Winning the Lottery and Super Powers

Not a day goes by that I don't win an international lottery. Hundreds of millions of dollars tempt me each day when I check my spam folder. If I actually cashed in on all of them, I could buy and sell the people sending them. Alas, it's only spam.

I've been watching a lot of Smallville the past couple of weeks, and it's been creating a huge internal dialogue in me about why I gravitate toward superheroes and other archetypes for entertainment. Let me preface this by discussing how I came to like certain super characters.

Spider-man and Batman are also up there with Superman for me. (I know, pick the three with the biggest following why don't I?) Spidey and Batman were first introduced to me through drugstore comics I would pick up and browse while I was waiting for the shopping trip to be over. Having suckled at the He-Man teat during my formative years, the concepts of super powers and secret identities were old familiar turf by this time. With comics being designated as a "guy" activity, I found out more about these two through animated series, which was an acceptable form of entertainment for a young girl. The original Batman live action series was also being run on Nick at Night at the same time, so I was able to see Adam West portray the characters through a myriad of "WHA-AM"s and "KA-POW"s. Then came the Michael Keaton movies, that rooted Batman as one of my favorite characters. The part I liked best about him was that he used devices rather than real powers.

A few years later, my family tuned into The Adventures of Lois and Clark. Dean Cain became Super-man and had to deal with human dilemmas and saving the world. Up to this point, I kind of thought Super-man was a tool (sorry original movie fans). Reeves did a good job of portraying the character he was given, but the character was weak. He was too plastic and alien to see any qualities that I myself might possess. He wasn't human and it felt alien. Then the live action series of Lois and Clark came along. Cain made Super-man human. The writers showed the turmoil and human emotion that the plastic Super-man of the movies lacked. I could finally relate to the character and I was sold.

Recently, there have been more movies depicting these characters. The Spider-man movies let me connect with Spidey on this same human level the cartoons lacked. The Batman prequel revived my interest in a character I gave up for dead when Kilmer took over. Then, thanks to the D-train, I was fully exposed to two great episodes of Smallville (season 5 finale, season six premiere). I was willing to go back and put up with the awkward first season freak-of-the-week episodes and thanks to DVD could ignore those plots in favor of the longer character-evolving story arcs. I could relate to this Super-man and was excited to see him Return in a movie. Unfortunately, the movie was another plastic caricature. A much better plastic man than the previous films thanks to more realistic special effects, but still an alien with which I could not empathize. So I decided to stick with the Super-man I liked - on TV.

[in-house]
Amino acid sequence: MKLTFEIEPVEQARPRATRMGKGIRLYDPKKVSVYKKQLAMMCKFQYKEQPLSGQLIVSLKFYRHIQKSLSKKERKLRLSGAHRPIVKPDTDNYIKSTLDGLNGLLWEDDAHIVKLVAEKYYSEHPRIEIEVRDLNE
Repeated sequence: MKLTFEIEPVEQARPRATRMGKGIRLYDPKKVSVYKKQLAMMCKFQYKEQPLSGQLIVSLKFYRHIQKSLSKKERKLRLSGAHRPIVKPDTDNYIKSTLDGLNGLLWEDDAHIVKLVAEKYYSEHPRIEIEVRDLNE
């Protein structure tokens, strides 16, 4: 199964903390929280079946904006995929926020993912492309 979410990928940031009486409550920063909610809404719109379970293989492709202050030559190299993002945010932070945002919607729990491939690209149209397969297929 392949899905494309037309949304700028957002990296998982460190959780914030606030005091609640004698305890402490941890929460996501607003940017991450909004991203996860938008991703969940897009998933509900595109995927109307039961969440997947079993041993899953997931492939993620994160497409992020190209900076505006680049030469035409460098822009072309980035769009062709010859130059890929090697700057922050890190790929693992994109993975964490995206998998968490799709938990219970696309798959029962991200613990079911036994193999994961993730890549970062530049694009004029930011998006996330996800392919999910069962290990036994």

I was rewarded when the Smallville sixth season DVD came out. I had missed the Oliver Queen story arc due to a lack of DVR and catching up in the series on DVD. Imagine my surprise when I found that of all the characters I'd known so far, the one I could relate to best was the Green Arrow because he lived in the real world, or at least a much realer and uglier world than the others. I've always had a penchant for gray characters.

This is when I discovered that my super power may be extreme empathy. I can only relate to characters that I can understand well. I need to be able to put myself in their position and see their motives for the actions they take.

At times, this power is also my weakness, especially when I leave the fantasy realm of entertainment and watch comedy or drama. Sometimes it's physically painful for me to see characters embarrassed or hurt. My mortification sets in before they even stumble into the situations that cause their pain.

I'm not sure why this is. I, like most people I know, had my own moments of awkwardness or embarrassment when I was younger, but nothing like the deep-seeded mortification or embarrassment I feel when I watch characters walk in to these situations completely unaware of what awaits them. Sometimes I find that my reaction is much stronger than their reaction, and I wonder why this is.

I also wonder why so many writers love to put people in these kinds of situations over and over again. Yes, some humiliation is good for character growth, but sometimes it's way over the top of what it needs to be - probably to heighten the viewer's reaction and emphasize the trauma of the event. I would love to see more scenes where the humiliation factor builds, but then, like many times in real life, the others who could laugh don't because they're too polite. Sure not seeing that on reality TV.

Now if only my super power could have been to cash in on those lottery winnings for real...


“If you don’t turn your life into a story, you just become a part of someone else’s story.” – The Amazing Maurice and His Educated Rodents